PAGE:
Greenlight Capital 4Q16 Letter -Positioning for Trump Presidency

Smart Money

Greenlight Capital 4Q16 Letter, January 17, 2017

“Learning never exhausts the mind” – Leonardo da Vinci

  • Returned 4.5% net in 4Q16 and 8.4% net for the full year, relative to S&P which returned 3.8% in 4Q16 and 12.0% for 2016; since inception in May 1996, Greenlight returned 2,090% or 16.1 annualized net
    • Leading winners in 2016 were Consol (CNX), Time Warner (TWX), GM (GM), Michael Kors (KORS), and Apple (APPL)
    • Lost 11.7% in the short portfolio from oil frackers, Amazon (AMZN), Caterpillar (CAT), and Martin Marietta (MLM)
    • Macro contributed 2.7%, led by gold and natural gas
    • At year-end, average exposure of 106% long and 81% short
  • Views of what a Trump Presidency might look like:
    • Post-GFC, easy money policies have been good for Wall Street but bad for Main Street; it’s possible that Trump reverses these policies
    • To the extent he can implement his major agenda, economy should accelerate and there could be labor shortage
    • Monetary policy is poised to tighten; thinks ultra-low interest rates deprive households of income and raising rates from say 0.5% to 2.0% would give needed income to savers without significantly impacting corporate investment decisions
    • Wage inflation could become a drag on corporate profitability and higher inflation may force the Fed to raise rates substantially, potentially causing the next recession
  • In light of Trump presidency, thoughts on current positioning:
    • Long a variety of low-multiple, tax-paying, US value stocks: most benefit to companies that have profits on which to pay taxes (AMERCO, CC, Dillard’s, and DSW)
    • Long AAPL: to benefit from repatriation of foreign cash and tax reform
    • Long GM: more jobs, higher income, and higher wages to drive demand for consumer durables; also falls under low-multiple, tax-paying US value stock category
    • Short “bubble baskets”: mostly don’t have profits (no tax benefits) and accelerating economy should allow investors to find growth without needing to pay nosebleed prices for a narrow group of profitless top-line growth stocks (Netflix)
    • Short oil frackers: economies still don’t work when all investment and corporate costs are taken into account; “drill-baby-drill” attitude is likely to lead to additional mal-investment which will lead to lower prices and deeper losses; generally not cash tax payers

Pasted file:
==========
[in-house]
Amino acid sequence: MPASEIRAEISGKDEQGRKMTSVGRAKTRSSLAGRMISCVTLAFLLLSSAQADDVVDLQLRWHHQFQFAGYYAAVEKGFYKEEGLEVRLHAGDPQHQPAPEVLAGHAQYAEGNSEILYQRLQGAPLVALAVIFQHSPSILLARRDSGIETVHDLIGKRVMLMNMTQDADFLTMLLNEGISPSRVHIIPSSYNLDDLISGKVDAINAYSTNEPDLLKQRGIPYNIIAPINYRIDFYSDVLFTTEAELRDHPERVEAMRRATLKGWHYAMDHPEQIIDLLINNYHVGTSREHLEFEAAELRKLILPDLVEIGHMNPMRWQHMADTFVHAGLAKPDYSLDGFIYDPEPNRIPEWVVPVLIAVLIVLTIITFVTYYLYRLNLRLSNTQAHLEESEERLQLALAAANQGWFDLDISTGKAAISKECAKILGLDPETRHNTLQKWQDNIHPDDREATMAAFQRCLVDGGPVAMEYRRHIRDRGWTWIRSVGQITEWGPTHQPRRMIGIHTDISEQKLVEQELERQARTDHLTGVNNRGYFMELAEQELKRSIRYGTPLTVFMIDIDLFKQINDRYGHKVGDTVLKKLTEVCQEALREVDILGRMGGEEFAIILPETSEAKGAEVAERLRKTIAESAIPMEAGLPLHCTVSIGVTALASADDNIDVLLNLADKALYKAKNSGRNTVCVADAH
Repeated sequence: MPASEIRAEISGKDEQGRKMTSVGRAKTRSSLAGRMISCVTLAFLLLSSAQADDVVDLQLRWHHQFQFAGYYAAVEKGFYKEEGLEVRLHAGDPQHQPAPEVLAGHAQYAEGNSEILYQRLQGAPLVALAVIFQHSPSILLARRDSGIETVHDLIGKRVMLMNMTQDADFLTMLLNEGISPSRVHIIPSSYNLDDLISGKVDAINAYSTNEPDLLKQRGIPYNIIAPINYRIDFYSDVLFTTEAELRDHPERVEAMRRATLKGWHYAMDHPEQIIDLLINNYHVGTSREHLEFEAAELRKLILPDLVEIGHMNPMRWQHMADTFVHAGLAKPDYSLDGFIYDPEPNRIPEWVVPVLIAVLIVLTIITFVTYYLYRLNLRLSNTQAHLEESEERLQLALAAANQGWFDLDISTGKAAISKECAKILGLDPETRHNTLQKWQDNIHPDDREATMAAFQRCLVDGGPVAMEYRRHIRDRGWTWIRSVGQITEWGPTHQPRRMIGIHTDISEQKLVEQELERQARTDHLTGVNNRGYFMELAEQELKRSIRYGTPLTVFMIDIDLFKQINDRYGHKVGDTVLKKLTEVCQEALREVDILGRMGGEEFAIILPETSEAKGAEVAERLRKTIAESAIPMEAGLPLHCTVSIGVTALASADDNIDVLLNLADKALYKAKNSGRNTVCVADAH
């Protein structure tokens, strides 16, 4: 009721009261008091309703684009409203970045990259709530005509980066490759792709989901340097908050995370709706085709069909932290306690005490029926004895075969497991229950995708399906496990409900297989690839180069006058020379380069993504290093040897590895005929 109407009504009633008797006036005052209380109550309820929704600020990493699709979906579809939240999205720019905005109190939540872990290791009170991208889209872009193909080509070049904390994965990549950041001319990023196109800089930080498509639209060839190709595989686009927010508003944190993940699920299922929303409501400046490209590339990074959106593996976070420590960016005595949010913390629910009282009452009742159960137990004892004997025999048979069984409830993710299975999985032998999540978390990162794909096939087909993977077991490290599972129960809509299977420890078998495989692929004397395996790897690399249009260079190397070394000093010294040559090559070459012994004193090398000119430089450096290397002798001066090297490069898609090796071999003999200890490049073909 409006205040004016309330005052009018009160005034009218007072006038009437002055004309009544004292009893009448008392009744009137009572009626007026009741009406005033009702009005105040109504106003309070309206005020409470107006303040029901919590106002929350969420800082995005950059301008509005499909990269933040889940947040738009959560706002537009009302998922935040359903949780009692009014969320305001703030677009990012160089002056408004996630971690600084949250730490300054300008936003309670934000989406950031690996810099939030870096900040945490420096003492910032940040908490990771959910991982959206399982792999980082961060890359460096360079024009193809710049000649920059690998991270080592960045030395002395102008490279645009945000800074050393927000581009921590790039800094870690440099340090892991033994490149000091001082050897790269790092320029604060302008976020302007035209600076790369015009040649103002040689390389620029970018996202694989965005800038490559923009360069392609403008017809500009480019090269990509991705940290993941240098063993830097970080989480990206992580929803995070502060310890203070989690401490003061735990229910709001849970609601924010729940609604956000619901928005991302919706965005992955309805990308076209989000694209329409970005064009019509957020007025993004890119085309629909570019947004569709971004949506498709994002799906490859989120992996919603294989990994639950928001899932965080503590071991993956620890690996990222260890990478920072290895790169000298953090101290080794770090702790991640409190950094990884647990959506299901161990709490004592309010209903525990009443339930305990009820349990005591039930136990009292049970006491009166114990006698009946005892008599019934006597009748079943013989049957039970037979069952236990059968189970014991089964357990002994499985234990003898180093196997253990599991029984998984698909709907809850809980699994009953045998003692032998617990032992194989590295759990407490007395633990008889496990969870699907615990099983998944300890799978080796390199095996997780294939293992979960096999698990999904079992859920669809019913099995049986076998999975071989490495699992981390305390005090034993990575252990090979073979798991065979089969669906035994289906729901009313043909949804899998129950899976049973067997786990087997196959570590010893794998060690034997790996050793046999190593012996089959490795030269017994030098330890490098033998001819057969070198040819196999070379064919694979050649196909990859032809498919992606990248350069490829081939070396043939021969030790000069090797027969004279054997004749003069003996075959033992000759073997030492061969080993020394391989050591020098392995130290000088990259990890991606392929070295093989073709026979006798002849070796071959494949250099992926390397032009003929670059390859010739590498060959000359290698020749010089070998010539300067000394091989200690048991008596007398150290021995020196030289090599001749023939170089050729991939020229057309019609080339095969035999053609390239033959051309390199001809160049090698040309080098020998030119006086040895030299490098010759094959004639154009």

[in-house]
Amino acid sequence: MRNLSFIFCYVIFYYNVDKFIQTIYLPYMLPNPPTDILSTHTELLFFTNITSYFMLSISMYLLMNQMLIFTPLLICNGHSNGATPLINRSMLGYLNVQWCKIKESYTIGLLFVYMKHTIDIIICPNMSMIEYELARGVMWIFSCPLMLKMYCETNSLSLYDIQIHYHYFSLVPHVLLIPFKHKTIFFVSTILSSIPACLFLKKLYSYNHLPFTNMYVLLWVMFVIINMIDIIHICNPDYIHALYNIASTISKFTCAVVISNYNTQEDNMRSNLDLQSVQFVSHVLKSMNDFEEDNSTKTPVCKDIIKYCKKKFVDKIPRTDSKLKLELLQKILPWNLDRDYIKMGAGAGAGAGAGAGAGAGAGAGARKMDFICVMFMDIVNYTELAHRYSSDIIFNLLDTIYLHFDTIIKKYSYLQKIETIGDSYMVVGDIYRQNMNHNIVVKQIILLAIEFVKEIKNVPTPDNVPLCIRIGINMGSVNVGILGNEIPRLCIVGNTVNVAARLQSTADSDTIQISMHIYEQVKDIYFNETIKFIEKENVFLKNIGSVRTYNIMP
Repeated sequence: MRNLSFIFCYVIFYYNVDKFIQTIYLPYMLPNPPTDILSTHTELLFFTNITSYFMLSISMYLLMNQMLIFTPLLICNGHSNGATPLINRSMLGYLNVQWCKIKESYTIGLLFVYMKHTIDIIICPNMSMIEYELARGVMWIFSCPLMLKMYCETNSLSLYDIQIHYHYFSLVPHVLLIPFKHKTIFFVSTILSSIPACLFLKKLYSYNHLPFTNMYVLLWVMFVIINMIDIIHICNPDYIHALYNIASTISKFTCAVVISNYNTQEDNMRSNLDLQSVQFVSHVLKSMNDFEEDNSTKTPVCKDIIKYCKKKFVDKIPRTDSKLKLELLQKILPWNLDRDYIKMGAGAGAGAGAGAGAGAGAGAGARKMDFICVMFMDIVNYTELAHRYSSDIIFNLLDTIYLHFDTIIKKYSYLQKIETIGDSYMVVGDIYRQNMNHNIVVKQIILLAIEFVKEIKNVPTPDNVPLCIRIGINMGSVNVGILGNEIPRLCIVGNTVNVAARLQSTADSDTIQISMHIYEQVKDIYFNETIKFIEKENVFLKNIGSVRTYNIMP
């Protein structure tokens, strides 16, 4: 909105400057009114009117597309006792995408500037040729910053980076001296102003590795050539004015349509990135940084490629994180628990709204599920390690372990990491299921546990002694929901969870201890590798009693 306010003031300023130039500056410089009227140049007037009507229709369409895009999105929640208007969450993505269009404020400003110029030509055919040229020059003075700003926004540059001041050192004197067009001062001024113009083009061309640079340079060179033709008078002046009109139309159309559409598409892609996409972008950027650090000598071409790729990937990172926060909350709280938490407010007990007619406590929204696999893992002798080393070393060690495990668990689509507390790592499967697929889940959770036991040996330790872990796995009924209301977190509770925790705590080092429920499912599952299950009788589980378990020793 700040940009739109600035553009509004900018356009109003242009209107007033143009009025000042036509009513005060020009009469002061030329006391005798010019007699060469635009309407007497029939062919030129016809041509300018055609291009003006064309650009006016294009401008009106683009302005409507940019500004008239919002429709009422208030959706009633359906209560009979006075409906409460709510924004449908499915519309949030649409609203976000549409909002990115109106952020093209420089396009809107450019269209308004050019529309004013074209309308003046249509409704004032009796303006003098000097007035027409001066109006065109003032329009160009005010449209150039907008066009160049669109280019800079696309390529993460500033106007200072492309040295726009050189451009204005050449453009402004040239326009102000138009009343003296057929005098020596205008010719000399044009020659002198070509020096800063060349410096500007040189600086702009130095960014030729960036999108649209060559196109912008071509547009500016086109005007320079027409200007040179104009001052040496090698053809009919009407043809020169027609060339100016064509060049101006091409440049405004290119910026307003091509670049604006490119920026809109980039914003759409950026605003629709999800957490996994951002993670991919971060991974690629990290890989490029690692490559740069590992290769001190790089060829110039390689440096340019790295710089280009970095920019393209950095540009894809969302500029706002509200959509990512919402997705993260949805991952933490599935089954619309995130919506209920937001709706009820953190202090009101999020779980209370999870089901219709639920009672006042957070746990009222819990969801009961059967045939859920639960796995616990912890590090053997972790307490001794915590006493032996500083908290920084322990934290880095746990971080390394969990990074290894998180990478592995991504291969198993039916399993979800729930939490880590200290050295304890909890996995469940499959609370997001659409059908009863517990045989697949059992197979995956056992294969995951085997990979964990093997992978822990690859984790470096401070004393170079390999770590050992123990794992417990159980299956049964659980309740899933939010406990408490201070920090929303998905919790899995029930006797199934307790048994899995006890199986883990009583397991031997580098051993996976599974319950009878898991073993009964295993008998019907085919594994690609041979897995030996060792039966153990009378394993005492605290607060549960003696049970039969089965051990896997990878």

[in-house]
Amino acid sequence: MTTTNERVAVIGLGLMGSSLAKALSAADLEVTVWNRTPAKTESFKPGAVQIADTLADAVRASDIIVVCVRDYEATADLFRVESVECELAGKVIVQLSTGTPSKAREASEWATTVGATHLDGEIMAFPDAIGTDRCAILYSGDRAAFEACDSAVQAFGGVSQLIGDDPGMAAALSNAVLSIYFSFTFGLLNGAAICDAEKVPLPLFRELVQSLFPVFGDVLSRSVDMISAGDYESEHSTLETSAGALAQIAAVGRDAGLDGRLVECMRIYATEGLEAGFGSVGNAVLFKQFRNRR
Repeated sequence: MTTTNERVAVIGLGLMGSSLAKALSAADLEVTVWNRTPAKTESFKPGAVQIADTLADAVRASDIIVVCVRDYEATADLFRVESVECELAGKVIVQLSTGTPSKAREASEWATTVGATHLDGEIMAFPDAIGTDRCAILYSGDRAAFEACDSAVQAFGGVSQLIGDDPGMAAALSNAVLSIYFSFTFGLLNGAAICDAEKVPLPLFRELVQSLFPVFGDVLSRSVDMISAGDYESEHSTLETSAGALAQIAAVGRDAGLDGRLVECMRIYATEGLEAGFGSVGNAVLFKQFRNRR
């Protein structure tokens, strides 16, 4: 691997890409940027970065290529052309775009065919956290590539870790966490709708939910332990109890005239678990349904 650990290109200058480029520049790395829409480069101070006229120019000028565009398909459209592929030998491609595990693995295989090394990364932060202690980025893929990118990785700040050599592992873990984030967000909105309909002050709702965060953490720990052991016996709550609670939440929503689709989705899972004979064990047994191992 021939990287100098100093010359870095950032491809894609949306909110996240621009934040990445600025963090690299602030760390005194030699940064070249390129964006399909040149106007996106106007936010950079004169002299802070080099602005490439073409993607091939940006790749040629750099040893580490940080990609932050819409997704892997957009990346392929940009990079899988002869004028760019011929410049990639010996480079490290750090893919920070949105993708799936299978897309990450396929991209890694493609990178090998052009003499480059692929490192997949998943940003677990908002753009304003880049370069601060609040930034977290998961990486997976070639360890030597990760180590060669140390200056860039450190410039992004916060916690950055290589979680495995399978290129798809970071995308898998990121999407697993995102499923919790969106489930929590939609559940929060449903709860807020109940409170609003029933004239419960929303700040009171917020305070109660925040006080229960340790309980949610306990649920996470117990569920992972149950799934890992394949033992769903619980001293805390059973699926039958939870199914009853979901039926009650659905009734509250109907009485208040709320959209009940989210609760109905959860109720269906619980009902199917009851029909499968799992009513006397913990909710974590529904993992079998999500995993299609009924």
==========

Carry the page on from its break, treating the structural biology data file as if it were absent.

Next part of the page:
• Short CAT (and a few other similar industrial cyclicals that have moved much higher post-election): CAT sells machines that are used in infrastructure but this is only a small part; CAT’s biggest segments are mining and energy; just completed once-in-a-generation boom in iron ore mine development and horizontal drilling which means we can produce more oil with fewer rigs; even in infrastructure boom, CAT closed the year at 33x forward earnings
    • Continue to own gold; there has been a knee-jerk decline in gold since the election, as investors presume that higher short-term rates are good for the dollar and bad for gold; great economic, geopolitical, and policy uncertainties, wider budget deficits, and possibility of inflation problem all support gold
  • GM:
    • Strengthening job market will sustain the current upcycle and lead to better than expected credit performance at GM’s finance subsidiary
    • Intermediate-term opportunity in assisted-driving cars
    • Trades at less than 6x earnings; it is rare for a company to pay out only a quarter of its profits in dividends and still yield 4.4%
    • Foreign operations that barely contribute to profits and could improve over time
    • Can unlock value through modest changes to its capital structure
  • E.ON: purchased in 4Q15 and when it spun out Uniper in September, kept the Uniper shares and sold the balance of E.ON stake at a modest loss to redeploy into more Uniper shares
    • Believe the market does not appreciate earnings stability of Uniper’s power generation and natural gas logistics assets
    • Incoming management team incentivized and committed to cost-cutting
    • Own the company at 6x 2017 expected earnings
  • Closed out several positions during 4Q16:
    • AECOM (ACM): modest return after successful URS integration; revenue synergies never materialized and declining oil and gas business added revenue headwind
    • Michael Kors (KORS): 20% IRR; exited because several growth drivers and European business disappointed and US department store promotions hurt KORS’ pricing power in its owned stores
    • Take-Two Interactive Software (TTWO): doubled money over three years; successful online launch caused earnings to exceed guidance and expectations; sold position along the way and completed exit in 4Q16 as analysts’ estimates have now caught up with ours
    • FLSmidth: covered a six-year short; company burned through its high margin customer backlog in cement and mineral processing equipment and was left with fewer lower-margin sales; FLS fell 28% during hold period
    • Mead Johnson Nutrition (MJN): covered short at a modest profit following a string of disappointments in its core baby formula markets of China, SE Asia, and US; still looks rich but the risk of a strategic buyout outweighed the upside of waiting for a lower price
    • Reynolds American (RAI): when Reynolds announced that it would acquire our short Lorillard in 2014, held to our thesis and shorted Reynolds; expected menthol regulations never came to fruition and in October, British American Tobacco announced plans to buy out the balance of Reynolds and we exited with a -38% IRR

Greenlight Capital, a long/short hedge fund with over $10B AUM as of 2015, is founded and led by David Einhorn.

Letter Source: Greenlight Capital, ValueWalk
Image Source: ValueWalk

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